Know Your Worth: How to Get the Best Rate When Charging Your Clients for a Project

We've all had lowball clients who expect the world, but can't manage to pay us the minimum amount we charge. In this video, learn how to not make that happen to you again.

Imagine this scenario: An up and coming business reaches out to you and tells you how much they love your work and that they would do anything to work with you. They tell you about their exorbitant vision and how they have a miniscule budget to work with, but they will pay you extra in exposure. 

Does the above scenario sound familiar? Thankfully, the folks at Indy Mogul teamed up with the founder and CEO of The Futur, Chris Do, to bring you a helpful and relatable video to help you not fall into the trap of charging too little for your next client project. Throughout the video, they cover sales tactics like the anchor bias, which is the first piece of information we or the client hears, and it's where a lot of decisions are usually based off. To see how a negotiation works, Chris and producer Moses Israel work through a potential real-world scenario and break down the process of how you can get the price you want.

One of the key things I took away from this video was that if you ever find yourself ready to hang up on the client because their budget is not adding up, one way to counteract this is to reward your client's loyalty. If they are a returning client or promise to (make sure to have it in writing) bring you on for subsequent projects, then you can reward your client's loyalty by reducing the rate and giving them a discount. By doing this, you not only gain the job, but earn their trust for future ones. 

What are the best ways you do that ensure that you are not getting underpaid on your next project? Leave them in the comments below. 

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3 Comments

Benoit Pigeon's picture

That's the way it works. Engage and show fairness before repeat work and then you can get more from me one way or another at a lower cost. First time is the money vs prove yourself, second time and thereafter, it's the savings now that both sides understand what is expected and how all the players truly work together.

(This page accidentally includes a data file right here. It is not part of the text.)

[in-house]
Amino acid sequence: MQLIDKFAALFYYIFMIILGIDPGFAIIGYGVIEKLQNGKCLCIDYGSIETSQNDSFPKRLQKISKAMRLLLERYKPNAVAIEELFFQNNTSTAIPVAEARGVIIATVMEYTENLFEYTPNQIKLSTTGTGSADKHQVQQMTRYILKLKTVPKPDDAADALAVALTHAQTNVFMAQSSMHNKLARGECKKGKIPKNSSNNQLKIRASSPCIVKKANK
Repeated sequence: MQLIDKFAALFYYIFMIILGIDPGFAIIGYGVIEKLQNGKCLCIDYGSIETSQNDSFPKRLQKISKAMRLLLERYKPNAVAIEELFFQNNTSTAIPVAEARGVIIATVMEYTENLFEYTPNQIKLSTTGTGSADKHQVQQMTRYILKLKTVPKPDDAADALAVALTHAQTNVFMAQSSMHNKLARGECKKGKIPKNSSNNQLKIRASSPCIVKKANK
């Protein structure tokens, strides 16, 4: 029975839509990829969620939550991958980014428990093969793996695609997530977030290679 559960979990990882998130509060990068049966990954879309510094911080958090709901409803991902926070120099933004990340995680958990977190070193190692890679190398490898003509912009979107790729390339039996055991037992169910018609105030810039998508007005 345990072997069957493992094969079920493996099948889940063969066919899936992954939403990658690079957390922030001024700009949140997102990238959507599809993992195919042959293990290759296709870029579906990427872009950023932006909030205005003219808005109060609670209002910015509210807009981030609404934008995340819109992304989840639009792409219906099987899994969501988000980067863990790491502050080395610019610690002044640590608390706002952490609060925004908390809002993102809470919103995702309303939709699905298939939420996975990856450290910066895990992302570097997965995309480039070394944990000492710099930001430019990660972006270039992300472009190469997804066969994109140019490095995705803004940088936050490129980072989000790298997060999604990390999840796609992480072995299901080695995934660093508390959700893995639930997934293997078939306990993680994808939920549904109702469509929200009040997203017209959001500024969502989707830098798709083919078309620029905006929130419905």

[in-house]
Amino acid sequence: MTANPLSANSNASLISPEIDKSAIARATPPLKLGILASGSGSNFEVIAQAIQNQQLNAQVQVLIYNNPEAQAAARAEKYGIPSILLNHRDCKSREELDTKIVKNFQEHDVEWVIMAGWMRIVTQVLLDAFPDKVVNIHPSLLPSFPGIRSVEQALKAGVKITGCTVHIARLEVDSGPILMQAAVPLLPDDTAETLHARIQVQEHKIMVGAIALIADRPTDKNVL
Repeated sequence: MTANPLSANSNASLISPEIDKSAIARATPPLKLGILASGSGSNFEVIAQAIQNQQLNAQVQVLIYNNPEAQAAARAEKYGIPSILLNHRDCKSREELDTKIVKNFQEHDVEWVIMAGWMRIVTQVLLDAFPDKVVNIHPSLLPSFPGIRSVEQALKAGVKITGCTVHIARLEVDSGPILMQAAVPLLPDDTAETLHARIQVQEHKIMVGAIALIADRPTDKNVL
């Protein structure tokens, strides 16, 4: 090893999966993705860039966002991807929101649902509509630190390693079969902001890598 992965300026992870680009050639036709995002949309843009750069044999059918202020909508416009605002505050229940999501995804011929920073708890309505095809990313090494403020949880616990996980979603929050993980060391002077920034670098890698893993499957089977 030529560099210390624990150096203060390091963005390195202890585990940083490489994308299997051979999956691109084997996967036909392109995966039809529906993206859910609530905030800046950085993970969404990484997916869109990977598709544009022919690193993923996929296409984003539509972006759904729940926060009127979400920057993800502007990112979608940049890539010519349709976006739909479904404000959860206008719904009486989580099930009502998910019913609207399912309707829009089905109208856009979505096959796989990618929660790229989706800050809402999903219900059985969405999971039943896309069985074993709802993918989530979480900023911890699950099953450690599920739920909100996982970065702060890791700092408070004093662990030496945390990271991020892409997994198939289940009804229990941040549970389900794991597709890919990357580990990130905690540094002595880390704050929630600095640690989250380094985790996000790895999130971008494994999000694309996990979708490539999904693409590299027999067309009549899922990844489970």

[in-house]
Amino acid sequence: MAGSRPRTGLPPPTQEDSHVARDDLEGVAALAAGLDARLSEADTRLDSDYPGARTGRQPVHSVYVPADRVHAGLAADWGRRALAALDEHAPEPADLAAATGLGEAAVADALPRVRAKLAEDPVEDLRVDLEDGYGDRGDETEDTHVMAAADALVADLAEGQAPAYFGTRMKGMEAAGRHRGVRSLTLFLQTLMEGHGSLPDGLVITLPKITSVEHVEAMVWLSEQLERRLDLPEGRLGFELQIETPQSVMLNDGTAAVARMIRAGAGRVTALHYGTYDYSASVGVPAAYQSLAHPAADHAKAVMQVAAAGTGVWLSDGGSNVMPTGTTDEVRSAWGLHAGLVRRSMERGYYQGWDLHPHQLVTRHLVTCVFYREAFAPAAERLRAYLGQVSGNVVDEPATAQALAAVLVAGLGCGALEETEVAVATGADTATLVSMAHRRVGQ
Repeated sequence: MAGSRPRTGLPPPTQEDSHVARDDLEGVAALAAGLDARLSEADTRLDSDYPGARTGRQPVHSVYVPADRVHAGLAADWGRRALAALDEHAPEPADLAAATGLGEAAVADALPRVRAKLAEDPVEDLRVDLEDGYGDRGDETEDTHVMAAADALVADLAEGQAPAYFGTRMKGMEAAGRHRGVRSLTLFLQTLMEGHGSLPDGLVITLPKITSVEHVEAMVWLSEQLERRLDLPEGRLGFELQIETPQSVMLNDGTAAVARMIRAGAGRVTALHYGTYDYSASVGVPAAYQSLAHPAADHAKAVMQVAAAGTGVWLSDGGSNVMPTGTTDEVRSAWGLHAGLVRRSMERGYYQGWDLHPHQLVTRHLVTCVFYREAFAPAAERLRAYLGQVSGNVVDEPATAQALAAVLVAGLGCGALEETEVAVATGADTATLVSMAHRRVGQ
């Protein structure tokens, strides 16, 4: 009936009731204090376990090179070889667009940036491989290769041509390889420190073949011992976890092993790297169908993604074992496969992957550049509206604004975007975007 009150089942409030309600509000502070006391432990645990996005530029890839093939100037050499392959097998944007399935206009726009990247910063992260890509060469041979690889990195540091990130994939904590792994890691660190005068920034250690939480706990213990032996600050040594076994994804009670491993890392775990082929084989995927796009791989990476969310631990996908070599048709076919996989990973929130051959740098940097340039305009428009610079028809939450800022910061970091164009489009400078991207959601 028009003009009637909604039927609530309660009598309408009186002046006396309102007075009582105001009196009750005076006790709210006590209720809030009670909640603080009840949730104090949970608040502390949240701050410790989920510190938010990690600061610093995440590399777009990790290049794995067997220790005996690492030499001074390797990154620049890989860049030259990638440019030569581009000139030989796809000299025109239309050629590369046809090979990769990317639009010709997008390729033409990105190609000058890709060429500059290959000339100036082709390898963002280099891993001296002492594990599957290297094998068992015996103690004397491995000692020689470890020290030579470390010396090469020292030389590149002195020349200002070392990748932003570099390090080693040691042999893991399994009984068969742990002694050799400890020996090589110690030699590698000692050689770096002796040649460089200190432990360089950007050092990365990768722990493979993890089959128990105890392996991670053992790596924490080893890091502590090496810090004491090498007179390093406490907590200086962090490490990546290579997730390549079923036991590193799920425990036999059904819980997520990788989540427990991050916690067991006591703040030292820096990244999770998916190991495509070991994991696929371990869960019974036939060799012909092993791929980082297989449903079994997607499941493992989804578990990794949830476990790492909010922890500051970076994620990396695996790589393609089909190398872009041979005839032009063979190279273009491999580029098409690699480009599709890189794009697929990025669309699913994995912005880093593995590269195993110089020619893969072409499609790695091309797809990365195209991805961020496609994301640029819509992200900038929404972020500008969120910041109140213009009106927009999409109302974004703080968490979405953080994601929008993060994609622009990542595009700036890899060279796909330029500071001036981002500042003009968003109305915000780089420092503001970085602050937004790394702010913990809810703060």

Joe Bodego's picture

NO!!!!!! not this over inflated snake oil salesman. Who the hell would pay 25.000 for a logo? This guy is a joke.

Benoit Pigeon's picture

I get your point and I checked that older logo post that I also looked at back then and yes, get paid for what you are worth.
I go out of town a couple times a year for a very intensive one day shoot where I charge over twice my local rate and I don't have to do any post work beside processing my raw files. Shoot is hundreds of miles away from NY, but the company is based in NYC and I charge a price they are used to. Like I said, they know as well as I do what those specific shoots are like; fast, intense and no second chance as the product is loaded on trucks as soon as you move to shoot the next one. I mean often only my assistants and are totally aware of what is asked. Even the people who work at the place don't understand what's going to happen that day and then they get totally frustrated as soon as we start. My deal is what I am asked to do, not worrying about disturbing what they assume is going to be a fun easy day watching me taking pictures. So when I get there, first thing, I plan where to set up and the order we will shoot things in the most effective way. That's when the crying starts and I hope they can overcome it because I have no option. It's going to be they get a call to adjust for the next time or we both get the call and I don't get call back, but if I manage to do all the work on time and the truck driver is released to do his driving that day, no one complains, no extra budget is needed and I get the call back. That is valuable when you have three parties involved and they pay for it. Think benefits, not cost. Cheap can turn very expensive fast.